The Urban Institute conducted a study from 2010-2016 to determine where student debt is the highest from students ages 19-22.
The study concluded that California is among the states where students are least likely to borrow to finance their education.
According to the study, “states with high tuition for four-year colleges and little financial assistance typically have a large share of college students using student loans to finance their education.”
Student debt across the United States, from those attending public universities, increased approximately half a trillion dollars over the last decade.
For the 2017-2018 academic year, Broncos borrowed a total of about $58.3 million and that number may rise depending on how many loans are given to students in summer session.
“We accommodate all of the needs to make sure they [students] accommodate what they need to pay for school without using credit cards,” Loan Specialist Genny Muñoz said.
The cost of attending Cal Poly Pomona for undergraduate students, tuition and fees included, is about $7,400 for the 2018-2019 academic year.
Over a four-year period, tuition would cost about $29,000.
This doesn’t consider items such as school supplies, parking permits, living and transportation.
These items cost about an additional $10,000 if living with parents and about $20,000 if living on campus or away from home per year.
“I’m thankful for not paying an extra 2 grand and losing my complete financial aid to just paying school,” English CPP student Maria Acero said. “That doesn’t count the amount of money I have to pay for books. That’s just my tuition.”
The average cost of attending a public university in California is about $8,000.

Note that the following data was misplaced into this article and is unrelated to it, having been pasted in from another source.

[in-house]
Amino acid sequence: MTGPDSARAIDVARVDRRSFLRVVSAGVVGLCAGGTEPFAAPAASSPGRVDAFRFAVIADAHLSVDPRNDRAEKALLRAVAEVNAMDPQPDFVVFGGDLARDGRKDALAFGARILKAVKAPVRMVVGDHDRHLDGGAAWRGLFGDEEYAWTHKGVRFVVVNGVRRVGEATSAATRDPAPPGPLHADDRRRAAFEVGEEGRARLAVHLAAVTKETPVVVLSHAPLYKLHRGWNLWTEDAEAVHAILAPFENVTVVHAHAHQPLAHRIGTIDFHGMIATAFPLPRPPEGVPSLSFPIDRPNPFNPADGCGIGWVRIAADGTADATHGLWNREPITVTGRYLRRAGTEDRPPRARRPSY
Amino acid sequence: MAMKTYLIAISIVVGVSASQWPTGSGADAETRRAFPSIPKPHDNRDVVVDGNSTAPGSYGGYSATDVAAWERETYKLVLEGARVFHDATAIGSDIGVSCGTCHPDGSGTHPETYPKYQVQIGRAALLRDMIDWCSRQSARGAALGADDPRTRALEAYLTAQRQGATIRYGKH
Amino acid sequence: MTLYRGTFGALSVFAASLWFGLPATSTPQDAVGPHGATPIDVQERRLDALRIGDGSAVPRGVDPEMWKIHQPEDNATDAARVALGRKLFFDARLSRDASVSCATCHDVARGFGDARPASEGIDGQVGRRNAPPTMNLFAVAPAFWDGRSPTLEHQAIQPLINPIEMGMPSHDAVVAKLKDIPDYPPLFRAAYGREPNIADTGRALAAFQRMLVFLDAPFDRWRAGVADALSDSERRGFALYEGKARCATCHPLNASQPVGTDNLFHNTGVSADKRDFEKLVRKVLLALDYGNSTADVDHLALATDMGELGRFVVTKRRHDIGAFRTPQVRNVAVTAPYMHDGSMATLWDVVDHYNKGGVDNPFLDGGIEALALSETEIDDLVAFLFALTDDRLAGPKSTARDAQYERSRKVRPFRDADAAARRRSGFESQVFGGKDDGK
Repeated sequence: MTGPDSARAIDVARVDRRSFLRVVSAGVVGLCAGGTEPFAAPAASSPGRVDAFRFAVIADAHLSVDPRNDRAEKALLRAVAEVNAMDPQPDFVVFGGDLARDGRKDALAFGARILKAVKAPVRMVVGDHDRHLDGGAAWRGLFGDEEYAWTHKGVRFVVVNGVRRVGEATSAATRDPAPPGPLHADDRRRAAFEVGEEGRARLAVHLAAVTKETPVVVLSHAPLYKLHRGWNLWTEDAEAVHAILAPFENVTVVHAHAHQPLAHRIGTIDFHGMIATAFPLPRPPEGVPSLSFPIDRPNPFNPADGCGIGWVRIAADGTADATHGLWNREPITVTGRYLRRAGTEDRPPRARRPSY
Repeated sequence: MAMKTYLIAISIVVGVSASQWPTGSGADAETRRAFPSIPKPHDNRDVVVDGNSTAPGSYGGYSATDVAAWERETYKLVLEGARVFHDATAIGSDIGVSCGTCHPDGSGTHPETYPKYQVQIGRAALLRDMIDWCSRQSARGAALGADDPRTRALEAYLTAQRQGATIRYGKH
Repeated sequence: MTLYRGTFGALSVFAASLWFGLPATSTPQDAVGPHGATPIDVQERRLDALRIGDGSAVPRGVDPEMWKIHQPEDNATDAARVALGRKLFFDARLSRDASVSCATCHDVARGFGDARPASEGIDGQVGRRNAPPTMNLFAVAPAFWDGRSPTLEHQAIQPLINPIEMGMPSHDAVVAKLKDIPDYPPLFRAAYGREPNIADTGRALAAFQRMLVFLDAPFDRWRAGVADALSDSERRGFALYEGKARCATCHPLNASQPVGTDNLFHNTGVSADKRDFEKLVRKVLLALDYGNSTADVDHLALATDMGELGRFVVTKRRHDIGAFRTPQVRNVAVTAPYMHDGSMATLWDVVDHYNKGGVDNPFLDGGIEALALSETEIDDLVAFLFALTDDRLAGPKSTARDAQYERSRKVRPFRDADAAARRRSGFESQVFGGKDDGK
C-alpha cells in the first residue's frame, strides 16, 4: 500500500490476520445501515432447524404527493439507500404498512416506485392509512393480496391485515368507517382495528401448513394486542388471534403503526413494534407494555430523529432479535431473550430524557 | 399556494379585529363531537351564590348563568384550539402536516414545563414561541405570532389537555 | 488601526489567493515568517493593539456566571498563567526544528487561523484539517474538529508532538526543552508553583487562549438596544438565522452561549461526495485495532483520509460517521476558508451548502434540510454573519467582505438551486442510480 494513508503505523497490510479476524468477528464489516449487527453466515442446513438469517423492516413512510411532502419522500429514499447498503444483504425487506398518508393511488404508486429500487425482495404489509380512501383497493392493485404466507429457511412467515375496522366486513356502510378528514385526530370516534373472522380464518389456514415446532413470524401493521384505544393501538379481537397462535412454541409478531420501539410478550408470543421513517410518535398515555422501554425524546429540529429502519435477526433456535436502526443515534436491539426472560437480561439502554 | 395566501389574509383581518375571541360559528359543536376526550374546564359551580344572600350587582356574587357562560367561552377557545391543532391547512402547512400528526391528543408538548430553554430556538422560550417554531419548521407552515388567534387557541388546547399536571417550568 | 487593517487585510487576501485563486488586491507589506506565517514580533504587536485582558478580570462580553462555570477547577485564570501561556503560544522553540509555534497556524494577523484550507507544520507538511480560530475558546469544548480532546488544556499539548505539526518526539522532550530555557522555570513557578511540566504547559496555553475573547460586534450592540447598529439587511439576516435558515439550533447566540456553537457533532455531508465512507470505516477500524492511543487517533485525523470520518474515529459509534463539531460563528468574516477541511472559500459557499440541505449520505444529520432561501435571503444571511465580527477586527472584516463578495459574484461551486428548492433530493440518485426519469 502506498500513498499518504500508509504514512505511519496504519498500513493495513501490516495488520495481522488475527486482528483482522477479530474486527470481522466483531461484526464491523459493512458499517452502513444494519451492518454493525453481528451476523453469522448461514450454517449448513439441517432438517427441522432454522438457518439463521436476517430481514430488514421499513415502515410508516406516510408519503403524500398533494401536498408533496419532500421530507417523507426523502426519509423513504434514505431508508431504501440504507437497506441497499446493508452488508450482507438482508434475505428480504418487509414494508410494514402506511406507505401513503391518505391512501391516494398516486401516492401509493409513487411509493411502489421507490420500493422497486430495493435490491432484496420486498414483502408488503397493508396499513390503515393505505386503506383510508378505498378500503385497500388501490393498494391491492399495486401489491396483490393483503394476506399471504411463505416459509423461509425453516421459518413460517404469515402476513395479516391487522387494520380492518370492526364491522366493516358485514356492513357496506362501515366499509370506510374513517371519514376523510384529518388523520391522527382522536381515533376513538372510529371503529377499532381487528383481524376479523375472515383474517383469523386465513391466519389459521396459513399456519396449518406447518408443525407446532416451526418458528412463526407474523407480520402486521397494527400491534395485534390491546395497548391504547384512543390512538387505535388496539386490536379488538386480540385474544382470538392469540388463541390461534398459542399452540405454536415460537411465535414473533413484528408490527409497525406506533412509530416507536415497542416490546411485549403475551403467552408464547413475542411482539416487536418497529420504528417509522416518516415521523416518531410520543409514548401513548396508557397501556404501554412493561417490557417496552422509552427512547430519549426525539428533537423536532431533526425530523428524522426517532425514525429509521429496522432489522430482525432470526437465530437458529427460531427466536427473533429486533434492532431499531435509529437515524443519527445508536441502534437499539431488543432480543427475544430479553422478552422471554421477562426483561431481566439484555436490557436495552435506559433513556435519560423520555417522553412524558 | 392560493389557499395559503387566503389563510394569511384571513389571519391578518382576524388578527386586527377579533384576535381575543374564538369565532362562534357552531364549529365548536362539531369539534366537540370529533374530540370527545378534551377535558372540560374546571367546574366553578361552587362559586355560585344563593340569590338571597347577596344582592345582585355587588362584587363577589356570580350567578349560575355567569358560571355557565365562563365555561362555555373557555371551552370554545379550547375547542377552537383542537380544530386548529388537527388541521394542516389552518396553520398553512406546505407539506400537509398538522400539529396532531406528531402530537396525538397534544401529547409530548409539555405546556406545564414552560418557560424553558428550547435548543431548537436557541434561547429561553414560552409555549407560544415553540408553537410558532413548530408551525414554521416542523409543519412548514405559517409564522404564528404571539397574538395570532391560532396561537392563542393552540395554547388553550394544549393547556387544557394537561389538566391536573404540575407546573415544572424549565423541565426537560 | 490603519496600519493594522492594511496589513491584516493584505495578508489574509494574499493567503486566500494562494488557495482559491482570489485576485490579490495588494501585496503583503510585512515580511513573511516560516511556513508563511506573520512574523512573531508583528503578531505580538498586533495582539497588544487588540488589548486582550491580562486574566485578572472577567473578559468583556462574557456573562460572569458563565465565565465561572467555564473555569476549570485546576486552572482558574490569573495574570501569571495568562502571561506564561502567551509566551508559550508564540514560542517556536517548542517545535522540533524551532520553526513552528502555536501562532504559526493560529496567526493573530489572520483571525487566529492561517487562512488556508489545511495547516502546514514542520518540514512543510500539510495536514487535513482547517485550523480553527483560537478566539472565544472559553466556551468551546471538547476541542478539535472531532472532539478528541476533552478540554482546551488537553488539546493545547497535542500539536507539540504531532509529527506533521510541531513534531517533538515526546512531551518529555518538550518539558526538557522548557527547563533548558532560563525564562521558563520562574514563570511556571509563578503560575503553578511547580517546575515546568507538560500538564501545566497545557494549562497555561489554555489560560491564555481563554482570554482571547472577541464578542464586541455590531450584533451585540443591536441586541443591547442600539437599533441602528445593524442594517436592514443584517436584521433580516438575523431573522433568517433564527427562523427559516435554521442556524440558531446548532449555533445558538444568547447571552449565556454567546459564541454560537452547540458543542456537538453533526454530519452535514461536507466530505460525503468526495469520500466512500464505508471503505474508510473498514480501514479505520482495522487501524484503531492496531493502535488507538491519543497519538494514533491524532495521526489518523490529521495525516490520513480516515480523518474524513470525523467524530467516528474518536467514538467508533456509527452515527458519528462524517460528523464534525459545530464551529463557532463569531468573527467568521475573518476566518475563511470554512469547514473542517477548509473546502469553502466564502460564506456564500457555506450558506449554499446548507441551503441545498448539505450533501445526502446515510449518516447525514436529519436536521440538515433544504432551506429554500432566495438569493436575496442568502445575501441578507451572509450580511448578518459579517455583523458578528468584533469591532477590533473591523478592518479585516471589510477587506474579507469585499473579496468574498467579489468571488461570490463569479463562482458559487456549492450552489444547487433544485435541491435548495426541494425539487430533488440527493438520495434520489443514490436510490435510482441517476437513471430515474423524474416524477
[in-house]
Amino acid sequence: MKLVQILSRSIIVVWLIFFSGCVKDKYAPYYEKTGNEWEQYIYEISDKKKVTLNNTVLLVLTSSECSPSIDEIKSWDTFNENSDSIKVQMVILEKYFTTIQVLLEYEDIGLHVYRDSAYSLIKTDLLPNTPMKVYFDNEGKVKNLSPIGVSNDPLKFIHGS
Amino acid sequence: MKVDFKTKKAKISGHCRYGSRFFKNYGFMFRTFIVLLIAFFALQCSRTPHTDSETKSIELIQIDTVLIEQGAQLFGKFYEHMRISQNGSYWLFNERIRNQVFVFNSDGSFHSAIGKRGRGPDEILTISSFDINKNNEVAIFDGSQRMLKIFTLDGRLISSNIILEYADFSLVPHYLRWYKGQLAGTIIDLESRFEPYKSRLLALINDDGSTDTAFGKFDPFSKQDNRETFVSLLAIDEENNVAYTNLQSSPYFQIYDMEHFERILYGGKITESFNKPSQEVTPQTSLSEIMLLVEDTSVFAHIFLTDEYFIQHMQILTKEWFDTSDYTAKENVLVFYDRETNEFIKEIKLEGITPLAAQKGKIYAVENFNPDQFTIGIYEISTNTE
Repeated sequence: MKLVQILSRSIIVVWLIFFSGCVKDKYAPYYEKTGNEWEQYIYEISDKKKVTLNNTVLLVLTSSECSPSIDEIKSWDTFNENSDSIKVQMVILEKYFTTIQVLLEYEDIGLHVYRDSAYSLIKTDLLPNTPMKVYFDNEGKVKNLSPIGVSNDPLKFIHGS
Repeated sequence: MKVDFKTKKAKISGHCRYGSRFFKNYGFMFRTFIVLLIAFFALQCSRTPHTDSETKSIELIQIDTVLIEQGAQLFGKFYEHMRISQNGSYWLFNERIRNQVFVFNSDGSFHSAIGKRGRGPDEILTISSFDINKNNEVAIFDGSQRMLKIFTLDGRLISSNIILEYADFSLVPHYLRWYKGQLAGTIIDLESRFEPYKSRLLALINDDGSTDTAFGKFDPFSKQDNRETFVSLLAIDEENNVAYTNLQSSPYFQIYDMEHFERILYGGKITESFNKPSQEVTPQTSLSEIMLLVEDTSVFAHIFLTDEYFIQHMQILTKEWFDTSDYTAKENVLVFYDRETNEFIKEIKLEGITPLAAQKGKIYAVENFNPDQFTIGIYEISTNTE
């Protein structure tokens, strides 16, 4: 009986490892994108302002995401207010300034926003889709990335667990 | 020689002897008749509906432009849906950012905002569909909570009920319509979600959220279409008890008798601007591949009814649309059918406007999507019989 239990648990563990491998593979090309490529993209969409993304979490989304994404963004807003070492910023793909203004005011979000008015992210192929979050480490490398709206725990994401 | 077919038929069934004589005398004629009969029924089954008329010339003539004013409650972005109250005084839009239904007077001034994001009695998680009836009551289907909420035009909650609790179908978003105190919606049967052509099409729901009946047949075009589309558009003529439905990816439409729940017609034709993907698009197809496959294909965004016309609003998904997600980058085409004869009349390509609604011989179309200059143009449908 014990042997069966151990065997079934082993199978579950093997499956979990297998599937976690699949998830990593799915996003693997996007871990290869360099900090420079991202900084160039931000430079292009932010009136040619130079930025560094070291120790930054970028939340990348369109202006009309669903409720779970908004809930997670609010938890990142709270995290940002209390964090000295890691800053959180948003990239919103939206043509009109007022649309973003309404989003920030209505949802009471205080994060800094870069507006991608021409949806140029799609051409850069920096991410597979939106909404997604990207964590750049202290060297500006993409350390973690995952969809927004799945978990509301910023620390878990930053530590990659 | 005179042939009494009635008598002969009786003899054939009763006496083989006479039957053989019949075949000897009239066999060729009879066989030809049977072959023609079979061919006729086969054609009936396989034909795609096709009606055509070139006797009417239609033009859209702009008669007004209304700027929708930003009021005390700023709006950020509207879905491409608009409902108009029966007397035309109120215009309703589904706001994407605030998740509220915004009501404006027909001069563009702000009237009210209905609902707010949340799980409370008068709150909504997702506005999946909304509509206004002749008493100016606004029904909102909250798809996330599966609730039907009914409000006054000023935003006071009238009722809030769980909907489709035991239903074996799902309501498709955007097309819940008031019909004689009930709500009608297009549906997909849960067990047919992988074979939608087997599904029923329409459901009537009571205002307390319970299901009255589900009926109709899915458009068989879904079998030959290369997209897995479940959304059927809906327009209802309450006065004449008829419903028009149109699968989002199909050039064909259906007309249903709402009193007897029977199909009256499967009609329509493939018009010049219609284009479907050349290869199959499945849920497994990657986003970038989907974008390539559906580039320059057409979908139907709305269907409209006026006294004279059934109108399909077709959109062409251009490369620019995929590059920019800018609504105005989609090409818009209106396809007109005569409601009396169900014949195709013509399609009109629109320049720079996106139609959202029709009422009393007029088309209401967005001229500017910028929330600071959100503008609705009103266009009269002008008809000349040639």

From 2014-2016, the average California student borrowed and average of about $7,500.
Average student loan debt:
- National average about $31,200
- California about $30,000
- CPP about $29,000
Students at CPP borrowed an average of about $7,400 last year, which about $400 less than last national average and about the same for the state average.
About 73 percent of the student population received some form of financial aid which helps fund their education.
Approximately 43 percent of the student population on campus borrowed money.
However, the Perkins loans program ends this year.
“The benefits that the Perkins loan had was that the Perkins loan was at a five percent fixed rate and students had nine months after graduating to start repayment. Giving them a chance to get situated with a job before starting repayment.” Muñoz said.
The Perkins loan is another loan that students could receive could receive that is subsidized.
Subsidized loans are those that the government pays the interest on while a student is enrolled in college at least part-time or the loan is in deferment.
Students may need to take out unsubsidized loans to fund their post-secondary education which could increase the overall debt a student accumulates.
Loaning money to students is not something the university takes lightly since they can potentially lose government funding.
According to Muñoz, CPP manages about $72 million per year and to receive Title IV funding, no more than 30 percent of students who borrowed money may default.
The campus would lose government funding if it reached 30 percent, but before that happens the government becomes involved when 20 percent of students who borrowed money defaulted.
Currently the default rate at CPP is 3.7 percent which is about eight percent less than the national average.
For more information, students can visit the office of financial aid and scholarships located in building 98 or visit the website at https://www.cpp.edu/~financial-aid/.
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